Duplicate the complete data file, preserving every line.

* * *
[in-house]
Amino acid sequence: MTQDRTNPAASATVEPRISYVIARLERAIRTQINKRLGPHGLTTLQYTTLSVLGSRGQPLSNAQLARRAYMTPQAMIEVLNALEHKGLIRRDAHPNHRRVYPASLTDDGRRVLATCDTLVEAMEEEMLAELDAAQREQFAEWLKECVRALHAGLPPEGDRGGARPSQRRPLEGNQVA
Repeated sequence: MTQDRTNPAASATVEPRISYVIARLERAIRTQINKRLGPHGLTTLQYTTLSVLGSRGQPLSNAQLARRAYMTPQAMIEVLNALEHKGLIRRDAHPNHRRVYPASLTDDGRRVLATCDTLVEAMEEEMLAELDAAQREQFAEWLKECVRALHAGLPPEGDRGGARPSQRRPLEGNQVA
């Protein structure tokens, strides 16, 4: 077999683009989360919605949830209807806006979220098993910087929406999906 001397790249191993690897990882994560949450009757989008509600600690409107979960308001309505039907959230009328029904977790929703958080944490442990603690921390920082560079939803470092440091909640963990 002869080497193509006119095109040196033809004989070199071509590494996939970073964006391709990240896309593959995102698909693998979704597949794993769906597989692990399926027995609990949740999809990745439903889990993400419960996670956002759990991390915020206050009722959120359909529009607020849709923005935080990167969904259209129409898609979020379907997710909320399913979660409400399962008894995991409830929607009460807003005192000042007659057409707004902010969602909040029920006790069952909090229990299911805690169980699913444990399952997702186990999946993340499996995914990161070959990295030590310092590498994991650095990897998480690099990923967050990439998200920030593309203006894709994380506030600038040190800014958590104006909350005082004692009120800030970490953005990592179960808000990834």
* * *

[in-house]
Amino acid sequence: MTQDRTNPAASATVEPRISYVIARLERAIRTQINKRLGPHGLTTLQYTTLSVLGSRGQPLSNAQLARRAYMTPQAMIEVLNALEHKGLIRRDAHPNHRRVYPASLTDDGRRVLATCDTLVEAMEEEMLAELDAAQREQFAEWLKECVRALHAGLPPEGDRGGARPSQRRPLEGNQVA
Repeated sequence: MTQDRTNPAASATVEPRISYVIARLERAIRTQINKRLGPHGLTTLQYTTLSVLGSRGQPLSNAQLARRAYMTPQAMIEVLNALEHKGLIRRDAHPNHRRVYPASLTDDGRRVLATCDTLVEAMEEEMLAELDAAQREQFAEWLKECVRALHAGLPPEGDRGGARPSQRRPLEGNQVA
């Protein structure tokens, strides 16, 4: 077999683009989360919605949830209807806006979220098993910087929406999906 001397790249191993690897990882994560949450009757989008509600600690409107979960308001309505039907959230009328029904977790929703958080944490442990603690921390920082560079939803470092440091909640963990 002869080497193509006119095109040196033809004989070199071509590494996939970073964006391709990240896309593959995102698909693998979704597949794993769906597989692990399926027995609990949740999809990745439903889990993400419960996670956002759990991390915020206050009722959120359909529009607020849709923005935080990167969904259209129409898609979020379907997710909320399913979660409400399962008894995991409830929607009460807003005192000042007659057409707004902010969602909040029920006790069952909090229990299911805690169980699913444990399952997702186990999946993340499996995914990161070959990295030590310092590498994991650095990897998480690099990923967050990439998200920030593309203006894709994380506030600038040190800014958590104006909350005082004692009120800030970490953005990592179960808000990834």